19 June 2014

Guess we should cross Casillas off the wish-list...

What is happening to Iker Casillas? A year ago, I might have merely chalked up the situation to him being Mourinhoed—that special process through which an otherwise stellar player runs afoul of the Specious One's whims and is all but put in the stocks for public humiliation and ridicule. More recently, though, it's been hard to watch Casillas without worrying that his best days have already slipped away from him [edit: insert simile here to equate one's best days slipping away with a ball dribbling through keeper's fingers]. His last few performances have seen him deliver some howlingly bad moments, enough of them to make me worry that, as we seek a back-up who can challenge and/or mentor Szczęsny, we might do better than the 33-year old Spaniard. That hurts to say, because I genuinely do admire Casillas.

I'm referring to his last three matches of significance—against Chile, the Netherlands, and Atlético. In each match, he's been guilty of god-awful gaffes: gettting caught out of position, coughing off rebounds, mishandling balls, and otherwise making a meal out of things. Against Atlético, in an admittedly confusing scrum, Casillas came off his line before stopping about eight yards out, perhaps realizing that he might have to back up. However, he seemed to freeze as Godin's gentle, floating header drifted over him, and Casillas just couldn't get back to it in time. Goal. It's one of those agonizing, slow-motion goals that seem to take forever...if..the...goalie...could...juussttt

Against the Netherlands, a 1-5 drubbing that might have shocked the Dutch just as much as it did the Spanish, Casillas was similarly caught out of position on what was a brilliant goal from van Persie. Again, though, Casillas had come off his line only to get caught in no man's land. It's one thing to close down the shooter, trying to deny him the full width of the goal, but Casillas left himself too flat-footed to do much once van Persie headed the ball, and it went straight over Casillas and in. While it's difficult to blame Casillas for what may amount to one of the goals of the tournament, it wouldn't have been a goal at all if his positioning or reaction were just a shade better. Were this the only blip, we could call it an aberration. However, it ceoms among a rough stretch for the man, one that very nearly scuppered Real's quest for La Decima and has already torpedoed Spain's World Cup defense.

Still on the Netherlands match, Casillas was blameless for Robben's first and de Vrij's goal (although a case might be made for interference), but it's hard to get much worse than his efforts against van Persie when, casually receiving a back-pass, Casillas took a horrid first touch, stabbing the ball straight ahead and out of reach, and van Persie was able to control it and poke home, leaving Casillas to watch helplessly from the top of the eighteen. He cut a rather forlorn figure, standing so far away from his goal, watching on as the Dutch skunk celebrated his brace. I wish that were all. Instead, the enduring image of Casillas from this match might be his futile scramble as he scuttled and clawed on hands and knees to stay in front of Robben, who had outrun Ramos and then cut back to his left to send Casillas sprawling before slotting home to complete the spectacle.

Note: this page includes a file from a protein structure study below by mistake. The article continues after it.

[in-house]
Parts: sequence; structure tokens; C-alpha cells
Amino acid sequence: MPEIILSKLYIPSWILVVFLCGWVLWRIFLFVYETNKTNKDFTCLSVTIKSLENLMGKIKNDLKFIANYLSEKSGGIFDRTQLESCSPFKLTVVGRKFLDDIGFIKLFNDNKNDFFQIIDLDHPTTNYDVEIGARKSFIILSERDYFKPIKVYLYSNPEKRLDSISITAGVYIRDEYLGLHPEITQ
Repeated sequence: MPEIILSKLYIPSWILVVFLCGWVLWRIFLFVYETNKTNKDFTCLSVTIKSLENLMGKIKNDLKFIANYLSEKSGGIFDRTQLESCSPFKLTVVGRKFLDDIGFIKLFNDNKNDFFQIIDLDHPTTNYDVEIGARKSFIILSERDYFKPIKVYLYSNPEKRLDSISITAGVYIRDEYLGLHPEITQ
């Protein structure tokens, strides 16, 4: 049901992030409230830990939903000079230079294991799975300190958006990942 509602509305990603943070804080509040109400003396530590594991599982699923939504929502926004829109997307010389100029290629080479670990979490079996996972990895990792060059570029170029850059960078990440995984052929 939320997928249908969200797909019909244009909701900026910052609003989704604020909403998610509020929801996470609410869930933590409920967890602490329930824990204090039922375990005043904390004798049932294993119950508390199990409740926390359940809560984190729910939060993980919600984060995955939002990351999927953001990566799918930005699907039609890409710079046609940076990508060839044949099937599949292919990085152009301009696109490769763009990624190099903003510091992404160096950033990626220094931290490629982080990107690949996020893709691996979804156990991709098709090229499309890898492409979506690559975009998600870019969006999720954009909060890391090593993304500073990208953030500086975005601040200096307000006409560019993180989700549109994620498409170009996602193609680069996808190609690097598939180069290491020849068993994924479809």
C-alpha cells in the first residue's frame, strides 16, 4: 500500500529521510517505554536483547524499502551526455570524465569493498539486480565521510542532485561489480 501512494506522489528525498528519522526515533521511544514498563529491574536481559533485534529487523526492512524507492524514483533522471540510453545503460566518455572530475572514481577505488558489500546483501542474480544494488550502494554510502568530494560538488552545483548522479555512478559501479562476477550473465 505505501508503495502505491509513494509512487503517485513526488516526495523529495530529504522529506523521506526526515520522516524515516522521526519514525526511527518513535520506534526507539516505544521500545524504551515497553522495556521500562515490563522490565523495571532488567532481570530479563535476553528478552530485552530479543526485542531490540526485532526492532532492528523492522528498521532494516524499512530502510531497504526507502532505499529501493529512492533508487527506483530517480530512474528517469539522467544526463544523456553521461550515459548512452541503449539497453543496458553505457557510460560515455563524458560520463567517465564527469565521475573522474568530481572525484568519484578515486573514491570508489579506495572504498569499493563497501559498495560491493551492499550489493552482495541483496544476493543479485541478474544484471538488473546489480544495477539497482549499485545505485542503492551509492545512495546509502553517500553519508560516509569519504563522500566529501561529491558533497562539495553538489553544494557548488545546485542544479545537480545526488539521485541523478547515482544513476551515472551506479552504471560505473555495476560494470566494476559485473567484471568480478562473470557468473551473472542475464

It was more of the same against Chile, when Casillas was caught off his line, this time by Vargas, who coolly collected a pass and slotted home while Casillas watched on. Having overcommitted to his left, he was out of position to defend Vargas coming from the weak side. This was not a gaffe on the same proportion as those against the Netherlands or Atleti, but against that backdrop, it begins to look like another item on a litany. On its own, it's a tough play characterized by slap-dash defending that left the keeper isolated. In the broader context, it feels more like another mistake. Similarly, on Sanchez's free kick, Casillas made what looked to be a nifty save only to send a rebound straight back into the teeth of the charging Chilean as Aranguiz ran in behind Spain's wall, collected, and blasted it past Casillas. A difficult sequence, but the kind deflections if not outright saves we've come to expect Casillas to make. The free kick was struck well enough but not exceedingly so, and we would expect Casillas to catch it or at least deflect to the side or out of bounds.

Trying to decide whether some of these amount to gaffes versus being the kind of thing that just happens to a keeper from time to time is a tough decision to make. However, the frequency with which they've happened in the last month leads to difficult questions if not answers. Is he still the keeper he was two years ago, or has he passed his prime? His market value has plummeted from the £30m range two years ago to something closer to £10m, reflecting concerns about his age and perhaps his performance to boot. Part of this may simply reflect how much Casillas has been run into the ground over the last year, what with Real's assault on the Champions League and Spain's international schedule, which seems to have included just about every international event and friendly ever. In his defense, Casillas isn't the only one who's looked jaded if not exhausted. Can he recover? Would we still want him? This slump might be enough to convince Casillas that he's ready for a reduced role, but would he take to it at another club or would it feel too much like a disgrace? We could use a quality keeper, but one who is willing to mentor more than feature. Much as I might wish that Casillas could be the keeper, I worry that his stock has suffered too much. I'd almost rather see him ride off into the sunset rather than ride the bench, here or anywhere.

Or am I making too much of a few bad breaks?

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